In her first speech abroad her Royal Highness the Duchess of Cambridge said “I have learnt that delivering the best possible palliative care to children is vital.” A simple message endorsed fully by all who work in the field.
Joan Marston, Chief Executive of the ICPCN says, “It is what we strive to impart every day through the work that we do around the world.” She explains that the Duchess of Cambridge’s decision to focus attention on the children’s hospice movement as a patron of the East Anglia Children’s Hospices (EACH) and through her visits to The Treehouse Hospice in Ipswich in March and Hospis Malaysia in September is a welcome and timely validation of the importance of the work being done in children’s palliative care worldwide. It gives a real hope that children’s palliative care will become more widely recognised and funded.
Low referral rate for children
Dr Ednin Hamzah, chief executive and medical director of the charity Hospis Malaysia, told the press that “the very presence of the Duke and Duchess of Cambridge at the hospice sends a message out across the region, which includes Thailand and the Philippines, and highlights how politicians’ priorities can sometimes lie with other issues.” He reports that in Malaysia, despite having over 1,600 referrals each year to the hospice, only about 30 to 40 of these are children. The low referral numbers are attributed to the fact that paediatricians often feel that hospital care is best; that there is a fear of the concept of a hospice, and that many children live in areas without reasonable access to the services. There is a lack of political recognition for the importance of children’s palliative care and he laments that many adult hospice services around the country will not treat children. The ICPCN has found that similar concerns and challenges are echoed in numerous countries around the world.
Joan Marston, who has been in contact with Dr Hamzah since the visit of the Duke and Duchess of Cambridge goes on to say, “We estimate that worldwide more than 20 million children and their families need palliative care every year and the need is greatest in the developing world. Our very real hope and expectation is that this exposure will indeed send a message out to health professionals and politicians across the world.”
While there has been an encouraging increase in the children’s palliative care services worldwide, the unmet need remains overwhelming. More than half of the world’s countries still have no children’s palliative care services at all, leaving millions of children to die in pain and distress every year.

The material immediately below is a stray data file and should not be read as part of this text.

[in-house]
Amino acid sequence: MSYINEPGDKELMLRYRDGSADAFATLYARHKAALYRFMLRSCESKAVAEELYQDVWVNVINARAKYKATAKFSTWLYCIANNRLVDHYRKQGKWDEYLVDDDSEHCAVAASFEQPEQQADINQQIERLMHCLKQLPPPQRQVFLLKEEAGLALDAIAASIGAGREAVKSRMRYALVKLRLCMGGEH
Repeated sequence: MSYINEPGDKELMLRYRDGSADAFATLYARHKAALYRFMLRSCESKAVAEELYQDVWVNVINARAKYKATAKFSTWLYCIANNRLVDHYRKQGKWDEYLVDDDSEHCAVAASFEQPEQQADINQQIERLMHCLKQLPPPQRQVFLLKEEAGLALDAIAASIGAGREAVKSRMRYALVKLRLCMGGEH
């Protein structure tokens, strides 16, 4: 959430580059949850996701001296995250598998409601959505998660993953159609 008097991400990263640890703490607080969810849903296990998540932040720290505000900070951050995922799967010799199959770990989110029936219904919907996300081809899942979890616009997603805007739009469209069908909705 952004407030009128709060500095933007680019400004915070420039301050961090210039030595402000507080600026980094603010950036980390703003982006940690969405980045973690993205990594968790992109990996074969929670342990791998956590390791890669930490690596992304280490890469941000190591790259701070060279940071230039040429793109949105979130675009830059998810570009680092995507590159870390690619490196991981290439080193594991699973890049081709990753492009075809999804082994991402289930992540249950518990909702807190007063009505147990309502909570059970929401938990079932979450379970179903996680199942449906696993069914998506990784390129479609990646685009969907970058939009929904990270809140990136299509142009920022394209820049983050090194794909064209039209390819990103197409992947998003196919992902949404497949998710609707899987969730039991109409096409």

After the wonderful exposure from the visit by the Duke and Duchess of Cambridge, Dr Hamzah explains that he has decided to ‘seize the momentum’ to advance the cause of children’s palliative care in Malaysia and in other Asian Pacific countries. He reports that they have already had a productive conversation with staff members from EACH, who are keen to partner with them and assist where they can, that a steering committee for the National Paediatric Palliative Care Programme is in the process of being set up, with an initial meeting in November, and a December workshop is being planned with the involvement and support of ICPCN. The drawing up of national guidelines is also on the table for discussion. These developments clearly indicate the positive ‘knock on effect’ of the Duke and Duchess of Cambridge’s visit to the hospice and make the value and continued worth of their support impossible to quantify.
Raising the profile of children’s palliative care
Joan Marston says “Children’s hospice programmes internationally are encouraged to use the exposure provided by these two events to raise the profile of the work they are doing in their corner of the world. The importance of advocacy should never be underestimated, and while we believe that the calibre of people who work in a children’s hospice programme are very often the best ‘walking, talking advocates’ there is still enormous benefit to securing the patronage of high profile celebrities and people within their own countries.
“I urge you all to find a patron who will take the clear message of the Duchess of Cambridge to the decision makers in your part of the world that ‘Providing children and their families with a place of support, care and enhancement at a time of great need is simply life changing.’”